Archive for 2012

Stuck in traffic? Get the right 1 percent of drivers to stay home, says study

Publication: NBC News   Date: December 20, 2012   View Article

If just one percent of drivers from commuter-heavy neighborhoods stayed off the road during rush hour, traffic congestion for everyone else would drop up to 18 percent, according to a first-of-its-kind analysis of cellphone data.

The finding provides a convincing incentive for  people in specific neighborhoods to take the bus, carpool or work from home, according to research leader Marta Gonzalez, a civil and environmental engineer at the Massachusetts Institute of Technology.

Be green this holiday without being a Grinch

Publication: NBC News   Date: December 20, 2013   View Article

Have you heard about the great Christmas tree debate? The one where you try to figure out which is worse for the environment, chopping down a perfectly good live fir or shipping a factory-made plastic one all the way from China? Well, the truth is, it’s not that big of a deal. If you’re dreaming of a green Christmas, there’re other issues that take precedence.

“You can have the most leverage elsewhere,” Jean-Sebastian Trudel, founder of Ellipsos, a sustainable development consulting firm in Montreal, Canada, told NBC News.

Window-cleaning robot swipes a chore from to-do list

Publication: NBC News   Date: December 19, 2012   View Article

Move over vacuuming Roomba, here comes something sleeker: a robot with just the right mix of suction and drive to smoothly clean windows.

“We’ve got the robot that does the chore that you need to do but no one enjoys doing,” Nick Savadian, president and chief executive officer of the U.S. arm of Ecovacs Robotics, an Asia-based company, told NBC News.

Laser-cut gingerbread house is perfect … if you don’t taste it

Publication: NBC News   Date: December 18, 2012   View Article

Gingerbread houses are a much-admired and tasty holiday tradition in many parts of the world. Yet until now, no one we know of has tried to improve their design and construction by using lasers. That’s precisely what one engineer with a second-hand laser cutter and some architectural curiosity did. The result is high precision … but you don’t want to eat it.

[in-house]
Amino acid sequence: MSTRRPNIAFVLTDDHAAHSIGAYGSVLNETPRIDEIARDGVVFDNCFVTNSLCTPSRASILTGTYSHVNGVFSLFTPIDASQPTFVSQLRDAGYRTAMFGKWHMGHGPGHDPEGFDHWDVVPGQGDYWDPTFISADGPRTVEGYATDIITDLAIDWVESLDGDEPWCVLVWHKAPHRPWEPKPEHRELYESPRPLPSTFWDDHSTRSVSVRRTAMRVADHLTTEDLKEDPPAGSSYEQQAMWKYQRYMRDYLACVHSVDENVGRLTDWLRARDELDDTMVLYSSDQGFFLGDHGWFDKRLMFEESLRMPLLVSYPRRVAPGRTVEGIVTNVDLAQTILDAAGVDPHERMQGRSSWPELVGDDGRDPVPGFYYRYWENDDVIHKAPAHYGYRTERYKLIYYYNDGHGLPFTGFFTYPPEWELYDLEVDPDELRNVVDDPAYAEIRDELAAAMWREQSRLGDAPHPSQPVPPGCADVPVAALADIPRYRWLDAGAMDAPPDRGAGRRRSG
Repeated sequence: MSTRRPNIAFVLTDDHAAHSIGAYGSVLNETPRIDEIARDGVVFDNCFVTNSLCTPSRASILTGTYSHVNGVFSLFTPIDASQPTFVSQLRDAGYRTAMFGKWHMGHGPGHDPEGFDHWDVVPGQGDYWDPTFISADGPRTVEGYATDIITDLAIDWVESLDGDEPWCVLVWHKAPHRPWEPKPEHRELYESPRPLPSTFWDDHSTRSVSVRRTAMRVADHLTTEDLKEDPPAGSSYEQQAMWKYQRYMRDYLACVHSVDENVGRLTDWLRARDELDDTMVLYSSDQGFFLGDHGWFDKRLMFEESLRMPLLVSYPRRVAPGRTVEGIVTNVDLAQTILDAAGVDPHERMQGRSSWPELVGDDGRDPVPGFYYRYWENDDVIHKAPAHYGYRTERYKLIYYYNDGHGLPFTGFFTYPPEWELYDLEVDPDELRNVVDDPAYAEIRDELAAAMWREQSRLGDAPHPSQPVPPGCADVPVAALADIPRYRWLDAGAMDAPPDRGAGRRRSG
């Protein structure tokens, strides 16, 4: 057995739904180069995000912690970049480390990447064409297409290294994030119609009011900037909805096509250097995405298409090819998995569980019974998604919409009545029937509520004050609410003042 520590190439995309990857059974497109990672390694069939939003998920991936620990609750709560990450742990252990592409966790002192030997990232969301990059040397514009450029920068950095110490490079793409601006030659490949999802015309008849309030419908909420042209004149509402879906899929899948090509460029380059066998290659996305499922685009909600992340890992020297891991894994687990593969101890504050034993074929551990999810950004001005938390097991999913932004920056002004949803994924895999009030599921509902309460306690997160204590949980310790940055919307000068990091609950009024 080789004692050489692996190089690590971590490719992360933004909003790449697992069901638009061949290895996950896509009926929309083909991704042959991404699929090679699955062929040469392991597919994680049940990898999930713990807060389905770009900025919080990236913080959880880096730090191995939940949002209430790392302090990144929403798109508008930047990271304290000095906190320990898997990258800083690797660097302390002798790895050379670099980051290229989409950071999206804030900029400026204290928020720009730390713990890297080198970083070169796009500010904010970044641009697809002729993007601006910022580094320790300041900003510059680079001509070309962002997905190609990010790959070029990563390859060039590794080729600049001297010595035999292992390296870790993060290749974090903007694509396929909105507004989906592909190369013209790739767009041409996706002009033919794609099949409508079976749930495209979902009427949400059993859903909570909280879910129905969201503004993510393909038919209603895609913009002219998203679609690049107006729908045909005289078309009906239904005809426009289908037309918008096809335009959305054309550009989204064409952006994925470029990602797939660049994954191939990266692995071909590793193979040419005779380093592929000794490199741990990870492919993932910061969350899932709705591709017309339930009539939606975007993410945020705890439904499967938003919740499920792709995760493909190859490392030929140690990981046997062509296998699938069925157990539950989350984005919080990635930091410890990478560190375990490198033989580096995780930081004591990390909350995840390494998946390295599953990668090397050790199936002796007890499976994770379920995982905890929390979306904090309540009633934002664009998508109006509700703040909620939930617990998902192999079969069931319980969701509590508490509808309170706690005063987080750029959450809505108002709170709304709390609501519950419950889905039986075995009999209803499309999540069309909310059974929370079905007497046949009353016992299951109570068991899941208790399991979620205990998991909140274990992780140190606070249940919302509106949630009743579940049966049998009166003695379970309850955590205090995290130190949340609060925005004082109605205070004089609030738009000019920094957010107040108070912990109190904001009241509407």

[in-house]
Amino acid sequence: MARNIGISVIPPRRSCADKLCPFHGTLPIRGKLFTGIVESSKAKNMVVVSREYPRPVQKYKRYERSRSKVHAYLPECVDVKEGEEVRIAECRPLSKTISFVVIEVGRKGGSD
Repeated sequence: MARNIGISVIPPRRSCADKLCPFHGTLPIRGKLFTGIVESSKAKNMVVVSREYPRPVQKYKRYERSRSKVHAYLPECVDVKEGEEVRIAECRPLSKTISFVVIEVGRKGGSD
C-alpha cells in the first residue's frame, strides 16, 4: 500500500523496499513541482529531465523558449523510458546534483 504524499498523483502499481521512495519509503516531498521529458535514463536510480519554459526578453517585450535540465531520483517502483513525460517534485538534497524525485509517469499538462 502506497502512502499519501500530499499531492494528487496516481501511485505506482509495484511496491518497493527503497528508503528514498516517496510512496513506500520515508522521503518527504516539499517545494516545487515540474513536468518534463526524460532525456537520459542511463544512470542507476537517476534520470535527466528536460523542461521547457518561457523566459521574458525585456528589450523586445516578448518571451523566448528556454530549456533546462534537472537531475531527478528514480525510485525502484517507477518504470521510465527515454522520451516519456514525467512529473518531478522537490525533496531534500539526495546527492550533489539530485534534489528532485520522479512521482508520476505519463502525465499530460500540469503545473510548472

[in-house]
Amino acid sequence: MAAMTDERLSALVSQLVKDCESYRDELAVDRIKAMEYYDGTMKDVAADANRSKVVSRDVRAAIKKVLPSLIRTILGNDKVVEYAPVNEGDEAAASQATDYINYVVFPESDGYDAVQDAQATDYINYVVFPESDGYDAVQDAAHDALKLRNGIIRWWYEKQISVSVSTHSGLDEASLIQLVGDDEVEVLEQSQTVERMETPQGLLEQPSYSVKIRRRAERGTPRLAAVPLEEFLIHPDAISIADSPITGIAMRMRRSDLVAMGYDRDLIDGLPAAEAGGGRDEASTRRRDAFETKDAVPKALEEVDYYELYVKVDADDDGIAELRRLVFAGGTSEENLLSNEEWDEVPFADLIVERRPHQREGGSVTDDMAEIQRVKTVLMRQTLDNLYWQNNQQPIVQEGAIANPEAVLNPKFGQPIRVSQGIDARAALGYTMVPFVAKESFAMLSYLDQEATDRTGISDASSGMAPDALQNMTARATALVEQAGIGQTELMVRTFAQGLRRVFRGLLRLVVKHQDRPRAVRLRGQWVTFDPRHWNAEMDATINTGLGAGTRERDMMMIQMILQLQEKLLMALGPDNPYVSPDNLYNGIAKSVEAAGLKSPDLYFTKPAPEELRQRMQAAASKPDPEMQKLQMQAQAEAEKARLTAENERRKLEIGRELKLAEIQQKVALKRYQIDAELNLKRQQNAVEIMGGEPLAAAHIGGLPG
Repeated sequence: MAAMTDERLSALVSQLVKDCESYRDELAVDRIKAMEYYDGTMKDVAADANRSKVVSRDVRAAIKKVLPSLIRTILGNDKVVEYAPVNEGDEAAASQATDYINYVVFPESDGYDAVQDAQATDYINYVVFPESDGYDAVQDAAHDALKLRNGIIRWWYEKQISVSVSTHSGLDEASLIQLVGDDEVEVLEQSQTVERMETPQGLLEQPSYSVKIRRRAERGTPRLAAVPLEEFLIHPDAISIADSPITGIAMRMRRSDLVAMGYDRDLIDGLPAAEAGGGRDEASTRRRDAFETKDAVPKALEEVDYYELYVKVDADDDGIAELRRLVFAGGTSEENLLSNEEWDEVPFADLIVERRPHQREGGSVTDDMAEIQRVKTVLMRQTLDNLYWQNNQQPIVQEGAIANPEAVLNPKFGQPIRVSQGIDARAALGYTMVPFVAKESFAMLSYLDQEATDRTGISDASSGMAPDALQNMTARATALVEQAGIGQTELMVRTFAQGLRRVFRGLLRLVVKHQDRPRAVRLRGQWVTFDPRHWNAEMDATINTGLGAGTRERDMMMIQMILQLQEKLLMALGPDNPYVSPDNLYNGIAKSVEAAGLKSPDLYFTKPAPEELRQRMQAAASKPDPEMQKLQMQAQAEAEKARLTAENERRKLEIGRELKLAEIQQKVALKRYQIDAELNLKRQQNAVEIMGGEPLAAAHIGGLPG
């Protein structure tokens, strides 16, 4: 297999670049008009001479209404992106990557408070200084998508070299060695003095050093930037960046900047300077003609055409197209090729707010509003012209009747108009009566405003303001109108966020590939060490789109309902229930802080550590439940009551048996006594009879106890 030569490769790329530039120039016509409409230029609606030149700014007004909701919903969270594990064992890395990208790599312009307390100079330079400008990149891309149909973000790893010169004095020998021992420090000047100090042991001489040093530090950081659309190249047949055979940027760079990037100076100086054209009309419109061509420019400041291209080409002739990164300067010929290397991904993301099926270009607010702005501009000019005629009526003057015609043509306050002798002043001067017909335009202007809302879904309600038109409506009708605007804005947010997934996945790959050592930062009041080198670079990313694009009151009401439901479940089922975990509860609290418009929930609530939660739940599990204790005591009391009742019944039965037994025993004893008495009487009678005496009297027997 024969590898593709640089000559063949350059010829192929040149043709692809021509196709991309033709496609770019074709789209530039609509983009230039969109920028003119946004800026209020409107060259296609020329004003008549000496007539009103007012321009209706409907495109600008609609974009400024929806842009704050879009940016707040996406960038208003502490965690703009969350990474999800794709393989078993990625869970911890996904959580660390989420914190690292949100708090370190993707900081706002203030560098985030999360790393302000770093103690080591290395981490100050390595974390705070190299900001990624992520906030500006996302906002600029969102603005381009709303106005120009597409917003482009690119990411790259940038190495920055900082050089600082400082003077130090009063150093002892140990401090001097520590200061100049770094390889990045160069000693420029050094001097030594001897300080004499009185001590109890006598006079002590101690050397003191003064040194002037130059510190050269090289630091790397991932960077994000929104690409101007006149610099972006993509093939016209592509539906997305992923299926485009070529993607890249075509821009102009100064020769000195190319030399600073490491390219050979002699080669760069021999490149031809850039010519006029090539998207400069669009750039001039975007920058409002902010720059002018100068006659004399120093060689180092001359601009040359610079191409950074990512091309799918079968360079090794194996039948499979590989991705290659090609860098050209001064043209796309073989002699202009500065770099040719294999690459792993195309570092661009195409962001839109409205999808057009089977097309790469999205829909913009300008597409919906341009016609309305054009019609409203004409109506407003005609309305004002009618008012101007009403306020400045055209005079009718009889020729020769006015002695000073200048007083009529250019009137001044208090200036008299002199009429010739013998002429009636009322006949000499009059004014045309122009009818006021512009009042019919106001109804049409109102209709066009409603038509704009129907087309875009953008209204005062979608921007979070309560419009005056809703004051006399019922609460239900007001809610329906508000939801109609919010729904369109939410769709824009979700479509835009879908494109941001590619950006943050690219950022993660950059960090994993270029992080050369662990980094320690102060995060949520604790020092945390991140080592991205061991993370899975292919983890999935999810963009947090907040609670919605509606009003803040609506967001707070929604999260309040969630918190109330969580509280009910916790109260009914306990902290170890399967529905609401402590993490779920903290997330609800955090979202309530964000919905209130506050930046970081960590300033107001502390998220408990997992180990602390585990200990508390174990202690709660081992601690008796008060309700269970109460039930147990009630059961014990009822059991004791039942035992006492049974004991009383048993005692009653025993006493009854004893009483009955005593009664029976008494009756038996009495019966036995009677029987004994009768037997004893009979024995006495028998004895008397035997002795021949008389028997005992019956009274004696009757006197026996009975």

Johon von Konow, an engineer in Sweden, spends his days developing mobile phone concepts for Sony Ericsson and Huawei. At night, he and his wife, Maria, are always on the lookout for new things to try.

Liquid-metal wire stretches eight times its original length

Publication: NBC News   Date: December 18, 2012   View Article

For those times when you need extra length in your headphones or phone charger, there’re now super-stretchable wires. In the not-too distant future, they could be woven into fabrics – think gym clothes with an embedded heart rate monitor to help you burn off the holiday fat.

The wire “has perfect electrical properties without compromising the mechanical properties at all,” Michael Dickey, an assistant professor of chemical and biomolecular engineering at North Carolina State University, told NBC News.

The point is, porcupines inspired improved surgical tape

Publication: NBC News   Date: December 10, 2012   View Article

Porcupine quills penetrate the mouths of their would-be attackers with ease and prove extremely difficult to remove. Those qualities are inspiration for a futuristic tape that could help surgeons work faster and ease their patients’ post-operation pain.

“We like to turn to nature for inspiration because evolution is really the best problem solver,” Jeffrey Karp, an associate professor of medicine at Harvard Medical School who led the adhesive’s development told NBC News.

Hydrogel remembers its shape – just add water

Publication: NBC News   Date: December 5, 2012   View Article

Scientists have created a shape-remembering material out of synthetic DNA that is eerily reminiscent of T-1000, the liquid metal assassin in the hit sci-fi film Terminator 2.

“It is almost as soft as water and it is still gel. And water you cannot stretch, but this gel can stretch. That is why it is very, very unusual,” Dan Luo, a professor of biological and environmental engineering at Cornell University, told NBC News.

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